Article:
Harbhajan's lucky bail
It was a hot day with the temperatures reaching 36 degrees Celsius, and Jacques Kallis was struggling with bruised and contused ribs. When he collapsed with pain, waiting for the physiotherapist to arrive, he was flat on his back looking straight at the sun beating down on him. Umpire Simon Taufel provided him some relief, using his hat as a shield between the sun and Kallis.
The easily movable object
Hashim Amla was batting in front of the same stumps that refused to let go off the bail on the third day when he tried a premeditated sweep off Harbhajan Singh, who bowls at about 55kph slower than the unfortunate bowler Dale Steyn. More pace was taken off the ball as it ricocheted off the pad onto the arm and then softly rolled into the stumps. And lo, down came the bail. Sometimes, when it is not your Tuesday, it isn't your Wednesday either.
How many times have you seen Jacques Kallis reverse-sweep? Not often. He is such a correct player he hardly ever needs these frills. Today, though, with two batsmen before him struggling with the orthodox variety of sweep, and with strong leg-side fields, Kallis reverse-swept in a calculated manner. Cutting was not easy with the rough outside the off stump, and behind square on the off side was the one vacant area. So, the third ball Kallis faced from Harbhajan he shaped up for the sweep, then turned the bat the other way around, and got four for it. The desired response was instant as India stationed a deep point, and the 16 runs that Kallis got through 10 reverse-sweeps remained the highlight of the innings.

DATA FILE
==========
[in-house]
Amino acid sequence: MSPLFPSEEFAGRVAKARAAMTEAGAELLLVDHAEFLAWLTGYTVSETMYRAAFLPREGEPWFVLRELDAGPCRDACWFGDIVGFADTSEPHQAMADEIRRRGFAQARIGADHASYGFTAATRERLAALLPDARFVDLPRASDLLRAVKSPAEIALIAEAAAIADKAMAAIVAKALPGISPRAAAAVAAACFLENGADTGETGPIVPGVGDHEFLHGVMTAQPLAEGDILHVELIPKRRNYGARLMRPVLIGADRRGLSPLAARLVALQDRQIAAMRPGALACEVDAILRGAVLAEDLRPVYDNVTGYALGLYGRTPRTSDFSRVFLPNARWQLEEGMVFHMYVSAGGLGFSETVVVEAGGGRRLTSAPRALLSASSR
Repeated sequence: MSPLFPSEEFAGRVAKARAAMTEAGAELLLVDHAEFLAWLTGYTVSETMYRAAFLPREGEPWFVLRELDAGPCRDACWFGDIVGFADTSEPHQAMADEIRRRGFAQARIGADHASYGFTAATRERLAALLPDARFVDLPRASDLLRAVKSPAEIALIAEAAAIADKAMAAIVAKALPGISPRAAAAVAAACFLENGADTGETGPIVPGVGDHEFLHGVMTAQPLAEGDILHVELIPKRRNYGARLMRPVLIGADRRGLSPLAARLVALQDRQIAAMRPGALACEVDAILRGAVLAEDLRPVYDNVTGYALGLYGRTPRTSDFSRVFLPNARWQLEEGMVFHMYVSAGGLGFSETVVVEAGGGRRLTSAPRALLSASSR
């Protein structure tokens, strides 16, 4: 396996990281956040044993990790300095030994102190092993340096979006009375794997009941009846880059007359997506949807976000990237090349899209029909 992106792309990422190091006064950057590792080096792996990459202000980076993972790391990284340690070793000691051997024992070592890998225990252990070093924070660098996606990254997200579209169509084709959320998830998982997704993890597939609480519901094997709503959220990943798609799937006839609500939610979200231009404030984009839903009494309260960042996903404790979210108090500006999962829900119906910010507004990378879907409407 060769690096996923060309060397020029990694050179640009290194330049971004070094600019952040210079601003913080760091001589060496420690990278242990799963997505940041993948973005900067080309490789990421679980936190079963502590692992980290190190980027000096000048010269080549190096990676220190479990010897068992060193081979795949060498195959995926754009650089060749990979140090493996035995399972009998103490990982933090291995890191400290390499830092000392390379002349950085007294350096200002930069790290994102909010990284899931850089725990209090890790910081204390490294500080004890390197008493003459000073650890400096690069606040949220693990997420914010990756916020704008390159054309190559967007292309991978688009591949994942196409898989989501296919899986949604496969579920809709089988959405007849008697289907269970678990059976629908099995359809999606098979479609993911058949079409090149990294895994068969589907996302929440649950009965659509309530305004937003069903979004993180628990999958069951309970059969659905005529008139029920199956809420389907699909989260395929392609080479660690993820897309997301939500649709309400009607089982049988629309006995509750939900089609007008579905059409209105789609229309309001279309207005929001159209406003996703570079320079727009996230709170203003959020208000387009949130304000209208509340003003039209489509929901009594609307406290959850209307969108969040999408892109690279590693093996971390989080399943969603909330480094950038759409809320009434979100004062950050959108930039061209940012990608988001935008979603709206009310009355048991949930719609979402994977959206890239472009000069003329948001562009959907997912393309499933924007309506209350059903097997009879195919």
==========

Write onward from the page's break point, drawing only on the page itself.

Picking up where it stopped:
The boundary rider
Sreesanth hasn't had much fun fielding at the boundary during this series. Harbhajan Singh, though, earned some friends in the crowd on Wednesday. He was seen chatting, posing for photographs, and signing autographs. He even borrowed a fake moustache from someone in the crowd, took it with him when he was going to field inside the ring, and brought it back only when he was sent back again. High fives all round. A completely different vibe from the one he drew from the Australian crowds three years ago.
India were out of inspiration, ideas and imagination during the partnership between Kallis and Mark Boucher when MS Dhoni handed the ball over to Sachin Tendulkar. In his second over, Tendulkar produced one that stayed low and trapped Boucher in front. It was his first Test wicket since April 2009. That didn't provide India with much inspiration, though, as a 54-run eighth-wicket stand between Kallis and Steyn followed.
Sidharth Monga is an assistant editor at Cricinfo